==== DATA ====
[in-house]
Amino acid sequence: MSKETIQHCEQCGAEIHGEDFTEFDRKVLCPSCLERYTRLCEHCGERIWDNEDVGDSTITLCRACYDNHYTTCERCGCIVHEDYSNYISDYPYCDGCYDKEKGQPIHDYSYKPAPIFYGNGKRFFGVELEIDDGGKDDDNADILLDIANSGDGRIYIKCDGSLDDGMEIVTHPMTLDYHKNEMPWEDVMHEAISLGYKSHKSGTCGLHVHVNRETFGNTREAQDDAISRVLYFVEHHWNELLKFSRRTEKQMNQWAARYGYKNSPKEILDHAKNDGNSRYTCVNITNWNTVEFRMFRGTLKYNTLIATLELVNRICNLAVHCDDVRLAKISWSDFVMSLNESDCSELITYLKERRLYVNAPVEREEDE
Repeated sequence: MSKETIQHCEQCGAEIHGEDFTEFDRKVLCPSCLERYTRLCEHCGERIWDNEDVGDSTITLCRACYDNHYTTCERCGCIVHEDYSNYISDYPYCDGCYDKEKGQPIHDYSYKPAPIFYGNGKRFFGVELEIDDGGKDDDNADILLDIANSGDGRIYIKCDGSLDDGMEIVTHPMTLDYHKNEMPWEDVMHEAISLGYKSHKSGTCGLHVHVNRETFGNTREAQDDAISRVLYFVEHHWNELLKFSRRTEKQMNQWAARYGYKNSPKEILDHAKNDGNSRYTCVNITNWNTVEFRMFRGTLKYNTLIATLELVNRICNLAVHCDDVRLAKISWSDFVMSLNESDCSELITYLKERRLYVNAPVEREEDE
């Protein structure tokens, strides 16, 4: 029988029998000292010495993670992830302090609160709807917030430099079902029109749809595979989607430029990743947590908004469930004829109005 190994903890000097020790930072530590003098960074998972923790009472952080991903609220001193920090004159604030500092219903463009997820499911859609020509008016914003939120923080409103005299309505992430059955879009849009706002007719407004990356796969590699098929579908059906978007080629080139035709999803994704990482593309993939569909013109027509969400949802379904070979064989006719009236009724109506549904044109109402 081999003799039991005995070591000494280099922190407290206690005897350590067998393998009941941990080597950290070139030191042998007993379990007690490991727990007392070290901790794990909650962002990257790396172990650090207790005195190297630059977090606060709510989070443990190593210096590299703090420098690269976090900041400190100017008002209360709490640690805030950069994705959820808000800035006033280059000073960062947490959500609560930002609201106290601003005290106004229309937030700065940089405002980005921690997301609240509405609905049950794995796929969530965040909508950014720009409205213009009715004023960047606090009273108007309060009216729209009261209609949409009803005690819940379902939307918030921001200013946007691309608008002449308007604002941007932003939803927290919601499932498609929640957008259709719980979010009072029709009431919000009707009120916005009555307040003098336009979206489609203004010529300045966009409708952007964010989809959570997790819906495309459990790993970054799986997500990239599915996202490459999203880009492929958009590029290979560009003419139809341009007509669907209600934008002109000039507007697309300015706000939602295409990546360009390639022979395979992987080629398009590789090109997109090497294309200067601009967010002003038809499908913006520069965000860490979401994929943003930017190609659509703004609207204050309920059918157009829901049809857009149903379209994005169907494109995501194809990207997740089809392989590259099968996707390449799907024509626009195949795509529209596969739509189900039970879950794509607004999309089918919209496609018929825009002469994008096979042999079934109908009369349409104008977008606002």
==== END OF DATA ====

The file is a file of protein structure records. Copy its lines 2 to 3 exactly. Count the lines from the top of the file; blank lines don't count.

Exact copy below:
Amino acid sequence: MSKETIQHCEQCGAEIHGEDFTEFDRKVLCPSCLERYTRLCEHCGERIWDNEDVGDSTITLCRACYDNHYTTCERCGCIVHEDYSNYISDYPYCDGCYDKEKGQPIHDYSYKPAPIFYGNGKRFFGVELEIDDGGKDDDNADILLDIANSGDGRIYIKCDGSLDDGMEIVTHPMTLDYHKNEMPWEDVMHEAISLGYKSHKSGTCGLHVHVNRETFGNTREAQDDAISRVLYFVEHHWNELLKFSRRTEKQMNQWAARYGYKNSPKEILDHAKNDGNSRYTCVNITNWNTVEFRMFRGTLKYNTLIATLELVNRICNLAVHCDDVRLAKISWSDFVMSLNESDCSELITYLKERRLYVNAPVEREEDE
Repeated sequence: MSKETIQHCEQCGAEIHGEDFTEFDRKVLCPSCLERYTRLCEHCGERIWDNEDVGDSTITLCRACYDNHYTTCERCGCIVHEDYSNYISDYPYCDGCYDKEKGQPIHDYSYKPAPIFYGNGKRFFGVELEIDDGGKDDDNADILLDIANSGDGRIYIKCDGSLDDGMEIVTHPMTLDYHKNEMPWEDVMHEAISLGYKSHKSGTCGLHVHVNRETFGNTREAQDDAISRVLYFVEHHWNELLKFSRRTEKQMNQWAARYGYKNSPKEILDHAKNDGNSRYTCVNITNWNTVEFRMFRGTLKYNTLIATLELVNRICNLAVHCDDVRLAKISWSDFVMSLNESDCSELITYLKERRLYVNAPVEREEDE